Obama vs. Trump – Who Did More For HBCUs Through Their First Two Years?

No organization plays funnier with numbers than the United States Federal Government, especially when it comes to funding for education. The Department of Education can produce three different reports suggesting three different sets of statistics on how much it supports equity among all kinds of tax paying citizens through public funding.

To really get a sense of how much the federal government cares about education is to try and work through numbers listed in the annual budget produced by Congress and signed off by the president. Then you work your way down through thousands of pages until you arrive at the budget for secondary, career and technical and post-secondary education.

The post-secondary section of the budget contains a lot of numbers which intermingle to paint a picture of how much institutions and college students receive in federal support, billions spent annually towards the goal of helping students to earn college degrees through tuition assistance, research opportunities, campus construction, operational costs, pre-college preparation, and experiential learning through internships and study abroad.

Historically black colleges have always been at the center of a debate on how much money the federal government spends on some of its most vulnerable institutions. For decades, the federal government twisted the way it reported HBCU funding by folding in the amount of money it gives to financial aid and scholarship programs which black folks typically use for college access but which aren’t exclusive HBCU funding programs, to suggest record investments in black colleges.

Here’s an example of what funding to HBCUs looks like with student financial aid included.

And here’s what it looks like without student financial aid.

But what if we stepped back from the numbers manipulation and looked more in-depth at how much money was intentionally given to HBCUs – not through student loans or programs of which any school with minority student enrollment could take advantage?

More importantly, what if we looked at these numbers through the first two years of the Obama Administration and the Trump Administration to see exactly who gave more to black colleges?

Why It Matters

With African Americans making up a sizable portion of the voting bloc which determines most federal and state elections throughout the mid-Atlantic and southeastern US, every two to four years politicians work hard to bring some funding to HBCUs in the efforts to convince black folks that they haven’t been forgotten.

From NBC News:

If Democrats could somehow bring back the 2012 level of enthusiasm and margin among African Americans, the 2020 presidential results would look very different, according to the report – even if all other voters groups voted the same way they did in 2016.

The Trump presidency has black folks at all levels of interest and administration at HBCUs taking sides on how much support HBCUs are receiving from a reviled, objectionable president, whether we should accept it or not, and whether we should trust him or not.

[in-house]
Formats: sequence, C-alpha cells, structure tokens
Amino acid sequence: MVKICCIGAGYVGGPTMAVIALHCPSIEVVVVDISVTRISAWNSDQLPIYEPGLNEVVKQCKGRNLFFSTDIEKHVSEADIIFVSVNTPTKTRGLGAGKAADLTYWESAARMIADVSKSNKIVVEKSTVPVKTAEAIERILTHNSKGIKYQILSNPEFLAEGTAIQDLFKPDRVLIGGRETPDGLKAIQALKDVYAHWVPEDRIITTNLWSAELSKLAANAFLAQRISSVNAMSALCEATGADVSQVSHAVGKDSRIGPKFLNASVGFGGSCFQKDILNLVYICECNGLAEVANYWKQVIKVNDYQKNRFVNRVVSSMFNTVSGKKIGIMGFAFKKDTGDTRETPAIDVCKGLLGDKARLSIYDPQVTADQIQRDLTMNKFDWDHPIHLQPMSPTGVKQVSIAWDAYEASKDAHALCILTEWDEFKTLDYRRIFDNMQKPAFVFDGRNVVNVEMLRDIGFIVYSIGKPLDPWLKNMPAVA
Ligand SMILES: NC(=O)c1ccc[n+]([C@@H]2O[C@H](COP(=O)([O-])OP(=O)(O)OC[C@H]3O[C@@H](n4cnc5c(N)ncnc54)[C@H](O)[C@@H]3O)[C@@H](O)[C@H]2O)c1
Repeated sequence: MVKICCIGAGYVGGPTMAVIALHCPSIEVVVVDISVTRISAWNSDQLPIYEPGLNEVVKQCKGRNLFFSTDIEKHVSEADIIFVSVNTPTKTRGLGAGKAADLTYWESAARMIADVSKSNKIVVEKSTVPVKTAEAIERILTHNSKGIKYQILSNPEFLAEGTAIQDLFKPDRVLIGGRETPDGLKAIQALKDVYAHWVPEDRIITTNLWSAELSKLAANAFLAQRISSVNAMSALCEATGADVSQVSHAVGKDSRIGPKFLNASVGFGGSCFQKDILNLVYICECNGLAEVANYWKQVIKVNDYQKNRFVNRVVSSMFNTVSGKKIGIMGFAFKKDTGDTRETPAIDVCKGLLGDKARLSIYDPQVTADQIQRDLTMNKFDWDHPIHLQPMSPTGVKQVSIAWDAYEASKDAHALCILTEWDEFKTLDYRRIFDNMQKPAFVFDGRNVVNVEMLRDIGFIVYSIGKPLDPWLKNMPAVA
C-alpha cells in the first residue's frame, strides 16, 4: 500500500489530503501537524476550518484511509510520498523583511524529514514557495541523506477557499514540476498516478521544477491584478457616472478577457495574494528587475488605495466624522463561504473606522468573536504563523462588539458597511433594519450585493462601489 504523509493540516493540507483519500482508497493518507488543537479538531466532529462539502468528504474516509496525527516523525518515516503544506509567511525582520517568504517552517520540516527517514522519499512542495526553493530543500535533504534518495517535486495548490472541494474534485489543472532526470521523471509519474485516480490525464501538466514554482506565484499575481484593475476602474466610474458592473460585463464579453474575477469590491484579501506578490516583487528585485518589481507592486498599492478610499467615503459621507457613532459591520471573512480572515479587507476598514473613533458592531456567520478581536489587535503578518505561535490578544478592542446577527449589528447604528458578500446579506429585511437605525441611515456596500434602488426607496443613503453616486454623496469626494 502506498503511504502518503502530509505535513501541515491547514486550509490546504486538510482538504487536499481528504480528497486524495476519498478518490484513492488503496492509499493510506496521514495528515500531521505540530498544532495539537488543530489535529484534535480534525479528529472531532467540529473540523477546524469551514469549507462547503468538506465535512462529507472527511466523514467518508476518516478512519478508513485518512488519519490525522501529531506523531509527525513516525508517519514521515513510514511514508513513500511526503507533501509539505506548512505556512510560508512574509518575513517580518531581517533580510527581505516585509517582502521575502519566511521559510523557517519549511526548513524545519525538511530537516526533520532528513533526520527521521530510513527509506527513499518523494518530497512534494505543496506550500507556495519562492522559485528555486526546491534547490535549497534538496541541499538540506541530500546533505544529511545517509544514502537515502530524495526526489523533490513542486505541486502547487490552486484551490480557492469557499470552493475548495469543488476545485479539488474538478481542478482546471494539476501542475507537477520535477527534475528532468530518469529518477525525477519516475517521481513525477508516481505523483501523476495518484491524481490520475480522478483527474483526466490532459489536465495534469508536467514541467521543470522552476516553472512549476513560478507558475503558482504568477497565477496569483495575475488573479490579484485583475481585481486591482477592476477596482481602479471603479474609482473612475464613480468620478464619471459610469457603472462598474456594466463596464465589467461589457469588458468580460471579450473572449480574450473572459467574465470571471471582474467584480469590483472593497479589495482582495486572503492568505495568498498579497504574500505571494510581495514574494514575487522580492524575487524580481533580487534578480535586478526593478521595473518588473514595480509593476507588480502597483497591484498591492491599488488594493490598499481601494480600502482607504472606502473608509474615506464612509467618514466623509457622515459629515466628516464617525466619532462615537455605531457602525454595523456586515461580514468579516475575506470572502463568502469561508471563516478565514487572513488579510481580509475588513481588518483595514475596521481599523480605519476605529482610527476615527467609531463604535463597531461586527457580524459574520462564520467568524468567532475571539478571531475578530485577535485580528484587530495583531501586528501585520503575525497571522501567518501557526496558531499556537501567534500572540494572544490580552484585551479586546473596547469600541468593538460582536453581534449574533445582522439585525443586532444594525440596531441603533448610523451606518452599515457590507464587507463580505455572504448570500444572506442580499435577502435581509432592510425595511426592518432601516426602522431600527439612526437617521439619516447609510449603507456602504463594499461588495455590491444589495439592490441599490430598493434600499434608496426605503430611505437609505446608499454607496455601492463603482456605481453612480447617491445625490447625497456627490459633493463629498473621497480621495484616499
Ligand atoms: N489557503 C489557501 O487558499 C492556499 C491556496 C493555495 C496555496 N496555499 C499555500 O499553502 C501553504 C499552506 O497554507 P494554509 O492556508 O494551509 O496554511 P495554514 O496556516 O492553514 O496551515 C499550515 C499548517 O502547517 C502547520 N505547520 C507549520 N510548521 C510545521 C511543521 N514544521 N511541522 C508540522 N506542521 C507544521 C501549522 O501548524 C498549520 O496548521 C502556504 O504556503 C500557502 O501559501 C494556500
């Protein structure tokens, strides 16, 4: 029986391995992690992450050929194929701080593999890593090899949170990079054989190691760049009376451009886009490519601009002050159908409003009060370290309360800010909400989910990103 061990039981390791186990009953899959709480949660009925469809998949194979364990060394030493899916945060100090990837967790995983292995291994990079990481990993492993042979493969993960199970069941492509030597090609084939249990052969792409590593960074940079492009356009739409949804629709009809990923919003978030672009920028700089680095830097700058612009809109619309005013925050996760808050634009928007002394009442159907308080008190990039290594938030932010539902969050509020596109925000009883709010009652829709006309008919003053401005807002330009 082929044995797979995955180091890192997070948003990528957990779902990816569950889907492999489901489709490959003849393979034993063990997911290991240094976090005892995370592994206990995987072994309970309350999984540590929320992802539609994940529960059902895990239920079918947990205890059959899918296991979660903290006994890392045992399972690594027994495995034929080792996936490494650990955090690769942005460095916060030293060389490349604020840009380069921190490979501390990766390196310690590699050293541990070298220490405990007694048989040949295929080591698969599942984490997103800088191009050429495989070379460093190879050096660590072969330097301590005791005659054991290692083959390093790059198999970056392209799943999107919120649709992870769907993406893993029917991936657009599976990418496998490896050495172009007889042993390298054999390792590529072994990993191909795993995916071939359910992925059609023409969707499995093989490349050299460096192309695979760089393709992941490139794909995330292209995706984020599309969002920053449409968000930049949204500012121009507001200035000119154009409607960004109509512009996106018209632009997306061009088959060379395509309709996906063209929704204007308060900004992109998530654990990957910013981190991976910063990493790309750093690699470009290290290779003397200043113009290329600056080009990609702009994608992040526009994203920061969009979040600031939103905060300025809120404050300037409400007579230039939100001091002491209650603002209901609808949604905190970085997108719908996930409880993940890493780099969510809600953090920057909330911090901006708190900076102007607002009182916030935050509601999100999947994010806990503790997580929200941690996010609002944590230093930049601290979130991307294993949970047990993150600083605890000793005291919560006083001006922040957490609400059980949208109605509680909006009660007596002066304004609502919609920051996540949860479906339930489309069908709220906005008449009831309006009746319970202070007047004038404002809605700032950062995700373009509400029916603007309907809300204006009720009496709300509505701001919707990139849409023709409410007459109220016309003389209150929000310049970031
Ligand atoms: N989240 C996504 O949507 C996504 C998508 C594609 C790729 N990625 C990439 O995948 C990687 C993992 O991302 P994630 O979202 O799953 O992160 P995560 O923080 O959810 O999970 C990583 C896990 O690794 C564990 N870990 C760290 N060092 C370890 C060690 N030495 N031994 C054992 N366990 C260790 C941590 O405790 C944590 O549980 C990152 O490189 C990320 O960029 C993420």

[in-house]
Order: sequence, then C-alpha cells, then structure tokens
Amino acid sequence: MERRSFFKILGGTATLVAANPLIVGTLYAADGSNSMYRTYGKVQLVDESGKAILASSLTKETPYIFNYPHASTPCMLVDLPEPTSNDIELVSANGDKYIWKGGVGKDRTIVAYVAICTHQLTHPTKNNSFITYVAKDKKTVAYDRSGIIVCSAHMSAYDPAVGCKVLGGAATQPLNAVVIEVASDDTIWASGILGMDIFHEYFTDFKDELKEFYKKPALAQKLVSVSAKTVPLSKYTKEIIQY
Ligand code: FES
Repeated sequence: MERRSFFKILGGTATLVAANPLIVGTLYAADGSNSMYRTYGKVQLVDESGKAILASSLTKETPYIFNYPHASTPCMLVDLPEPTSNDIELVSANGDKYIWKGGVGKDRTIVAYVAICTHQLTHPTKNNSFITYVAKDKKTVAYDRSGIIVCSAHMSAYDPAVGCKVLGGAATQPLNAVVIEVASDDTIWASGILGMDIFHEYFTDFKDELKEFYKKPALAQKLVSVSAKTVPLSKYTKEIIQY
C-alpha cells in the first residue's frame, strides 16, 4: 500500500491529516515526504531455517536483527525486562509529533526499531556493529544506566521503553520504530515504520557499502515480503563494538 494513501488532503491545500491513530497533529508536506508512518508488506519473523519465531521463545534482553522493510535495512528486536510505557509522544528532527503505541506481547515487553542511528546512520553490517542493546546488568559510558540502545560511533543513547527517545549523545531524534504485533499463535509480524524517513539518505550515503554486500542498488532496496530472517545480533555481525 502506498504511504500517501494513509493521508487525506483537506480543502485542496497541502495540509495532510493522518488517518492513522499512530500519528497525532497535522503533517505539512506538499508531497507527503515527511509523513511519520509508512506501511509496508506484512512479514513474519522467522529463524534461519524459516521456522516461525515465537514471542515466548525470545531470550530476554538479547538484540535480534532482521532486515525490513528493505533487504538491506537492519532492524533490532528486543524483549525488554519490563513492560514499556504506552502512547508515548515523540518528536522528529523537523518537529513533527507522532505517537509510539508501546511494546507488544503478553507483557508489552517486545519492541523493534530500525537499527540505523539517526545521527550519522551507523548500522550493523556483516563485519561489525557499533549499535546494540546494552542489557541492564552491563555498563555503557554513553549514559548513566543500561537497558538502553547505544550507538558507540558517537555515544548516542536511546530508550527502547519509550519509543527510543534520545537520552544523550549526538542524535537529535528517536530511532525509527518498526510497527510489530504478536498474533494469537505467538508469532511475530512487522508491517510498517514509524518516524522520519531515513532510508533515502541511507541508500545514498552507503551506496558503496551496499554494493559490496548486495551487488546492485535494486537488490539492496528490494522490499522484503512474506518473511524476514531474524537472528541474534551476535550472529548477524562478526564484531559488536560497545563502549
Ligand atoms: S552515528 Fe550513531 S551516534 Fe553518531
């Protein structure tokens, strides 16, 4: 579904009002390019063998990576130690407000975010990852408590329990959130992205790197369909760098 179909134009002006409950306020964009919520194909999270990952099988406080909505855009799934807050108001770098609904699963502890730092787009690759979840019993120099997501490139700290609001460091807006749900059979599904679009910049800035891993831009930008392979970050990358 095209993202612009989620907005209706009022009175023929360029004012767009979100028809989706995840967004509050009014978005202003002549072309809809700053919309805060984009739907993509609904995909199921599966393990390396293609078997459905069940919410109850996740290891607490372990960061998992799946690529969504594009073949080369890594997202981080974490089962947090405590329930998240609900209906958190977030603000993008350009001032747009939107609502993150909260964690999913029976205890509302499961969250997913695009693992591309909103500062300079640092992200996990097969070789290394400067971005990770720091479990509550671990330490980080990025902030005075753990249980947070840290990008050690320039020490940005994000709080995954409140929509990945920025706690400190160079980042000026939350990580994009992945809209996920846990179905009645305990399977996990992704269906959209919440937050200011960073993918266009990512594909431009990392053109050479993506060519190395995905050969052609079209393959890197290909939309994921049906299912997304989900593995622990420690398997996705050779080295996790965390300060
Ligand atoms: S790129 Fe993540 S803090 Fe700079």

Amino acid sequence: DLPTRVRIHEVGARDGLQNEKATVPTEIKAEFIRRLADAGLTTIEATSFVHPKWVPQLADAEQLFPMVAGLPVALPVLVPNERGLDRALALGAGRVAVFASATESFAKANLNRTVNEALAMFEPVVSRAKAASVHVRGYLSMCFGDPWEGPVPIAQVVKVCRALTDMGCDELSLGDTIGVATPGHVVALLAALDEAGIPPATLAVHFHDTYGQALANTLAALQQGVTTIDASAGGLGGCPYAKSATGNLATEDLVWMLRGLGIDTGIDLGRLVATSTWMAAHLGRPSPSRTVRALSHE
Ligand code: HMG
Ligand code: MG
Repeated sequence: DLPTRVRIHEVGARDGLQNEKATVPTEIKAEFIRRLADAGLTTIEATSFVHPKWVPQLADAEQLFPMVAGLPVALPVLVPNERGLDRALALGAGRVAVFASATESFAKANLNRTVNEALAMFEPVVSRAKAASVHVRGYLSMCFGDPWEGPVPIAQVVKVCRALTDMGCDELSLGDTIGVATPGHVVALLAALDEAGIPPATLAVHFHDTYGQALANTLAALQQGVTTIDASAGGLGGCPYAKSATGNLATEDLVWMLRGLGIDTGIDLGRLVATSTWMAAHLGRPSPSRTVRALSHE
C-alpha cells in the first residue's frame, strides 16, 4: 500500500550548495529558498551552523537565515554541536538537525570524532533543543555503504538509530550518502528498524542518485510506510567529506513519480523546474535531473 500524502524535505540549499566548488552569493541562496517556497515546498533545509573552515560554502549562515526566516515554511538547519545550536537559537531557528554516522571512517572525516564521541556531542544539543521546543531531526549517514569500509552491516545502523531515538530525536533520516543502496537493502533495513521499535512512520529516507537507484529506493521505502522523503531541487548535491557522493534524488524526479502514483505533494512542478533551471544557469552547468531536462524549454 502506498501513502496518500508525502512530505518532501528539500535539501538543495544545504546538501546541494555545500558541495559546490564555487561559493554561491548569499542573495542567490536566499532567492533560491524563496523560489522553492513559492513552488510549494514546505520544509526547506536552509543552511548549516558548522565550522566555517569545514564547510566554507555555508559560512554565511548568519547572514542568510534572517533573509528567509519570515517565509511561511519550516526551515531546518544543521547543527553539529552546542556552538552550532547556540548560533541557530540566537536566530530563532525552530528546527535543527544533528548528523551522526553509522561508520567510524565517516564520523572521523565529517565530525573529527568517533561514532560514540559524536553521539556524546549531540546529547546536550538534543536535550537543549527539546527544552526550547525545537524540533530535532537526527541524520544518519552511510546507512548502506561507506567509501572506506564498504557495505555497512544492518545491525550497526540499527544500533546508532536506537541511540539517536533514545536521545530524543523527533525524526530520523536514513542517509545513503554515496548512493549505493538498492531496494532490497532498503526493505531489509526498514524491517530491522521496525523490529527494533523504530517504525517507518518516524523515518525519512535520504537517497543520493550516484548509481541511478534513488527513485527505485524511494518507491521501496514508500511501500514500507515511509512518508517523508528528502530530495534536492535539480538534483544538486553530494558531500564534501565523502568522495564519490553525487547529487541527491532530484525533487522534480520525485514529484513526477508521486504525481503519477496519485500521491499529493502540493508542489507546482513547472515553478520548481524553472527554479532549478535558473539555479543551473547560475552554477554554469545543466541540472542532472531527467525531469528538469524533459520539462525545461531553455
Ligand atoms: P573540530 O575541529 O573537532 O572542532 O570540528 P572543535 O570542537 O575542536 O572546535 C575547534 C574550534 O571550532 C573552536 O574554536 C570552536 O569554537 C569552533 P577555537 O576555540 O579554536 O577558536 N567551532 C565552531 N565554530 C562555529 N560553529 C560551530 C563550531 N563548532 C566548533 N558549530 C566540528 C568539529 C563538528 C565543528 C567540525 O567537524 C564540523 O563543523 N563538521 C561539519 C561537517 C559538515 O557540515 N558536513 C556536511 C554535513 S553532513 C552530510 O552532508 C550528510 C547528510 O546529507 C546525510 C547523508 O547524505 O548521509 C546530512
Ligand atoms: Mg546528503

Like Democrats, Republicans are working hard in the months leading up to mid-terms to demonstrate some form of loyalty to HBCUs, and the voting black folks who love them. Donald Trump, for however clueless or intentional he may be on his own racist rhetoric and socially offensive record of leadership, is a part of that same sociopolitical machine which has run American politics for generations.

How much the HBCU community generally loves Obama or hates Trump really isn’t debatable. But what is debatable is the measure of our reaction as political stakeholders, to political action itself.

WUSA in Washington D.C. recently ran a feature to fact check the ‘rumor’ that the Trump Administration has given more money to HBCUs than the Obama Administration.

They cited ED-provided statistics to make the case – which we’ve already determined can’t exactly be trusted from any administration and doesn’t always tell the most accurate story of HBCU funding when other forms of general programming are factored into the formula.

So What Are The Real Numbers on HBCU Federal Funding?

Perhaps the best way to get a sense of federal support for HBCUs is to look at HBCU-specific funding programs. These are the initiatives authorized in the Higher Education Act and funded by the Department of Education which go exclusively to HBCUs to help campuses build or restore buildings, hire faculty and staff, and to provide outreach and training to HBCU students.

The programs are:

Strengthening HBCUs – Parts B and F

Strengthening HBCU Graduate Institutions

Strengthening HBCU Masters Programs

Funding for Howard University

HBCU Capital Financing Program

Most other funding lines allow HBCUs to apply and to receive funding, but these are the five which are only available to black colleges and the students attending these schools.

So how does 44 stack up against 45 through their first two budgets?

Strengthening HBCUs – Parts B and F Strengthening HBCU Graduate Institutions Strengthening HBCU Masters Programs Funding for Howard University HBCU Capital Financing Program Totals Obama (FY10 + 11) $673.6M $122.7M $23M $469.4M $138.5M $1.43B Trump (FY18 + 19) $682.8M $135.5M $16.1M $454.3M $291.6M $1.58B

Context matters here. Inflation, funding on the heels of an economic downturn, the composition of Congress and budget priorities for job creation and healthcare are elements critical for any analysis of either president’s HBCU support.

And even though we may not be able to fully trust numbers compiled by officials working under partisan directives, there are few budget outlines of any kind which suggest other than what too many of us fear; the guy we love to hate is showing historic love to historically black colleges.

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